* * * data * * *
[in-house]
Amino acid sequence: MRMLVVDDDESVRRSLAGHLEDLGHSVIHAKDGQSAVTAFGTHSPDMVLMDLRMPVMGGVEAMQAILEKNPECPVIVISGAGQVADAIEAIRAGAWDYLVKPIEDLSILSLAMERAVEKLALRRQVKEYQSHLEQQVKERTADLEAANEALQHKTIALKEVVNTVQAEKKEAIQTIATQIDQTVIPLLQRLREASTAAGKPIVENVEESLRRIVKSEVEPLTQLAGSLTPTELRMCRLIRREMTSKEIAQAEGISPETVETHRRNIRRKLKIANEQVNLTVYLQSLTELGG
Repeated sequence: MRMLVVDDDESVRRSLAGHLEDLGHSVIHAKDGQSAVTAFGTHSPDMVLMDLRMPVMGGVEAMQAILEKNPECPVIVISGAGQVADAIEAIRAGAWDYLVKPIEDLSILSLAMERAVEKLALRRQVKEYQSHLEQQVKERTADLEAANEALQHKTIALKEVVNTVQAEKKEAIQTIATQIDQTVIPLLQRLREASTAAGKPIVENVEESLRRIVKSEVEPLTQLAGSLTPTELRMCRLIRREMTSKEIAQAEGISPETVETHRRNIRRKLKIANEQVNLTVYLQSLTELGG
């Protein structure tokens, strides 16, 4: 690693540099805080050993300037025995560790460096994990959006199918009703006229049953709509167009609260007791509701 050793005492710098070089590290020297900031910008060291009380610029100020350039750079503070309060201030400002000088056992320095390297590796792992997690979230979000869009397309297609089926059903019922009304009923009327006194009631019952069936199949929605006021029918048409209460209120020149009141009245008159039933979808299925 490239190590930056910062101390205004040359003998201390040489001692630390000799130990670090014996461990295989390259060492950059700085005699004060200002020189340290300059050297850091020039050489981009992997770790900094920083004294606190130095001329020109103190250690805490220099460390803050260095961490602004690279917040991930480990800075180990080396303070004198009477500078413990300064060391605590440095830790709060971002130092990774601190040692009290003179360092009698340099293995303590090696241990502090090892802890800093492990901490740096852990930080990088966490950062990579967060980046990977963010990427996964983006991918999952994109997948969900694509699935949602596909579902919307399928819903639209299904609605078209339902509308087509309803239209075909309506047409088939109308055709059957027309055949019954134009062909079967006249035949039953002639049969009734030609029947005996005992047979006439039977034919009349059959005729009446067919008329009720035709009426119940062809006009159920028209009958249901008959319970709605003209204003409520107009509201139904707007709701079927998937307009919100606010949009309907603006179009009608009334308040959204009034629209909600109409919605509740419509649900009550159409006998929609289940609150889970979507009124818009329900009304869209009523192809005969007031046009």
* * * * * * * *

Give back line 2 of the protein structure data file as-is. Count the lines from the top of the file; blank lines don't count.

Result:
Amino acid sequence: MRMLVVDDDESVRRSLAGHLEDLGHSVIHAKDGQSAVTAFGTHSPDMVLMDLRMPVMGGVEAMQAILEKNPECPVIVISGAGQVADAIEAIRAGAWDYLVKPIEDLSILSLAMERAVEKLALRRQVKEYQSHLEQQVKERTADLEAANEALQHKTIALKEVVNTVQAEKKEAIQTIATQIDQTVIPLLQRLREASTAAGKPIVENVEESLRRIVKSEVEPLTQLAGSLTPTELRMCRLIRREMTSKEIAQAEGISPETVETHRRNIRRKLKIANEQVNLTVYLQSLTELGG